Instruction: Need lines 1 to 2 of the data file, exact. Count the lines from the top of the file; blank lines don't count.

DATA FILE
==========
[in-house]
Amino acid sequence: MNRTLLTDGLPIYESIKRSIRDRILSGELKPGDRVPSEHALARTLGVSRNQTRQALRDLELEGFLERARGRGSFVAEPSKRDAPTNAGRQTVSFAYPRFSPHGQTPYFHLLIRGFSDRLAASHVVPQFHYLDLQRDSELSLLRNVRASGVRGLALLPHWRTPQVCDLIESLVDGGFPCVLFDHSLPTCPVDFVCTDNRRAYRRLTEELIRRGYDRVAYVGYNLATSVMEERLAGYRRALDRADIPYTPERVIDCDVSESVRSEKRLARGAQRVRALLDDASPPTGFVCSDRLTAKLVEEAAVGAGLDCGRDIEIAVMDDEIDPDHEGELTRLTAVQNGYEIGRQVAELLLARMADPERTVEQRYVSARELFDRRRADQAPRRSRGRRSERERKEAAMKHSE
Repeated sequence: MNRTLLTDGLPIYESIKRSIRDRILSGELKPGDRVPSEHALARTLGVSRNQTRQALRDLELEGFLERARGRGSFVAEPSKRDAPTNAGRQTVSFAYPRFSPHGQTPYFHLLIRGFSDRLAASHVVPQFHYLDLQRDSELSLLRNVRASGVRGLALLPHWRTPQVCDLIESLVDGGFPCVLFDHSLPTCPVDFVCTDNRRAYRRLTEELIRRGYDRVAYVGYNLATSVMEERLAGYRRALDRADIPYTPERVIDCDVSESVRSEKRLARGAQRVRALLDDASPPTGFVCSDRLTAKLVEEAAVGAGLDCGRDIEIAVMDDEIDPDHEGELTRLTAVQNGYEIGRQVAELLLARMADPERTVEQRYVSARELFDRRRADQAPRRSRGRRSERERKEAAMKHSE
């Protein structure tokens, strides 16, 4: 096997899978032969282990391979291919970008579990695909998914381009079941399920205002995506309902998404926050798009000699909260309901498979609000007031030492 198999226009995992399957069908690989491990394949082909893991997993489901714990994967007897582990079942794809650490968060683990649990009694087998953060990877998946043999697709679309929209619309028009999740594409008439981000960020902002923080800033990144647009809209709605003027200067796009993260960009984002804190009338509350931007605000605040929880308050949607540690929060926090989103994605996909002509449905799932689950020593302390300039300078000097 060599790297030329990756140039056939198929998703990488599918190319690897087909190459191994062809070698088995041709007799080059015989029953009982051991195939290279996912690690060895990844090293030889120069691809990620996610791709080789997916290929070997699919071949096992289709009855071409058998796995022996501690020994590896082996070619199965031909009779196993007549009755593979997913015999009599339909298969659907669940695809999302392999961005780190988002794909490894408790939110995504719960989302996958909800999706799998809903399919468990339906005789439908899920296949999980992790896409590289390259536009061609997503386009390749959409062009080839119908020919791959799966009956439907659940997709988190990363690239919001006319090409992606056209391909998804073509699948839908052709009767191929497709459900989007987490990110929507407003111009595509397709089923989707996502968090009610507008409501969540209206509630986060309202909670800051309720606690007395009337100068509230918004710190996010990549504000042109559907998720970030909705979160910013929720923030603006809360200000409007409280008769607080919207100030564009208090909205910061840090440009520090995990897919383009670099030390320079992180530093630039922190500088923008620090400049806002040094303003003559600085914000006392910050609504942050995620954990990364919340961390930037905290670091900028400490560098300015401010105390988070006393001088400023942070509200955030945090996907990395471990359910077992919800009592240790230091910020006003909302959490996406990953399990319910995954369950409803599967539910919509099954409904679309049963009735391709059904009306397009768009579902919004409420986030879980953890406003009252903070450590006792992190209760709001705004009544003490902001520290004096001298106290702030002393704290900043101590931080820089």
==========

[in-house]
Amino acid sequence: MNRTLLTDGLPIYESIKRSIRDRILSGELKPGDRVPSEHALARTLGVSRNQTRQALRDLELEGFLERARGRGSFVAEPSKRDAPTNAGRQTVSFAYPRFSPHGQTPYFHLLIRGFSDRLAASHVVPQFHYLDLQRDSELSLLRNVRASGVRGLALLPHWRTPQVCDLIESLVDGGFPCVLFDHSLPTCPVDFVCTDNRRAYRRLTEELIRRGYDRVAYVGYNLATSVMEERLAGYRRALDRADIPYTPERVIDCDVSESVRSEKRLARGAQRVRALLDDASPPTGFVCSDRLTAKLVEEAAVGAGLDCGRDIEIAVMDDEIDPDHEGELTRLTAVQNGYEIGRQVAELLLARMADPERTVEQRYVSARELFDRRRADQAPRRSRGRRSERERKEAAMKHSE